As the situation stands today, companies and their investors live in a climate of unprecedented regulatory uncertainty, causing delays in the introduction of new products and rendering an already inhospitable economic climate – for both fundraising and sales – even more challenging. Commentators and regulators caution consumers that some DTC genetic tests may be unreliable or, worse, harmful, but have yet to provide clear tools and guidelines for evaluating competing tests. And regulators, including the FDA, must balance their mandate to protect the health and safety of the public with that same public’s desire for autonomy, while also recognizing that innovation is a prerequisite for a healthcare system that must continue to improve outcomes while reducing costs.
Clearly, something must change. But what will that change be? And how will the field of DTC genetic testing evolve? Will DTC be able to continue its current business while regulators and companies engage in protracted negotiations? Will oversight weed out the “snake oil salesmen” and permit legitimate companies to flourish? Will it drive all genetic testing (temporarily) out of the hands of consumers?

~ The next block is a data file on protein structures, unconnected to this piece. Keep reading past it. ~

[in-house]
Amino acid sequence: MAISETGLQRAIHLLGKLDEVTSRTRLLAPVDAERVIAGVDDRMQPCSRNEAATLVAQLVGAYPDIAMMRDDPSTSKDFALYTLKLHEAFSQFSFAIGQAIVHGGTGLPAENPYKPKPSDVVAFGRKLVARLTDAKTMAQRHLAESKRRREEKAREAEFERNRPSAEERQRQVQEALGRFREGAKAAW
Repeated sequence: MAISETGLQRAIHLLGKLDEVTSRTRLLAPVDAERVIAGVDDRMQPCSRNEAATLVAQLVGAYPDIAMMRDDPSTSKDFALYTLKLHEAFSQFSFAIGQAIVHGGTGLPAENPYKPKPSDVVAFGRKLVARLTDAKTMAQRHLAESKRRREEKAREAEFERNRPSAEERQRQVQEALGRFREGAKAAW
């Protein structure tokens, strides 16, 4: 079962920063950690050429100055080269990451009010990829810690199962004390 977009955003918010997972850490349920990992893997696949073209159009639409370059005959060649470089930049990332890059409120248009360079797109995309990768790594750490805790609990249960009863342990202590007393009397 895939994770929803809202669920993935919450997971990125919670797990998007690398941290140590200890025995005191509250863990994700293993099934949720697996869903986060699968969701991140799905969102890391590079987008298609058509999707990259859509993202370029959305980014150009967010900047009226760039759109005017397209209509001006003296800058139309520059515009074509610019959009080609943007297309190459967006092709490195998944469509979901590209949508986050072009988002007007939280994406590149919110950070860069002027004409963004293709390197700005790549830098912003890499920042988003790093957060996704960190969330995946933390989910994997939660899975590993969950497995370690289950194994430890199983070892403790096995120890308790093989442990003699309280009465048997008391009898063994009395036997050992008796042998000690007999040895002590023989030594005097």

Or will the field change in a dramatic and completely unexpected way?
Nearly a month ago we reported that the House of Representatives Committee on Energy and Commerce had launched an investigation into direct-to-consumer (DTC) genetic testing, sending letters to several of the most prominent DTC companies: 23andMe, Pathway Genomics and Navigenics.
Today the Committee has followed up with another letter, this one directed to 23andMe president and co-founder Anne Wojcicki, inquiring into the circumstances surrounding the company’s recent and widely reported sample swap. The letter (pdf), which is signed by the same four Representatives (Waxman, Barton, Stupak and Burgess) requests the following: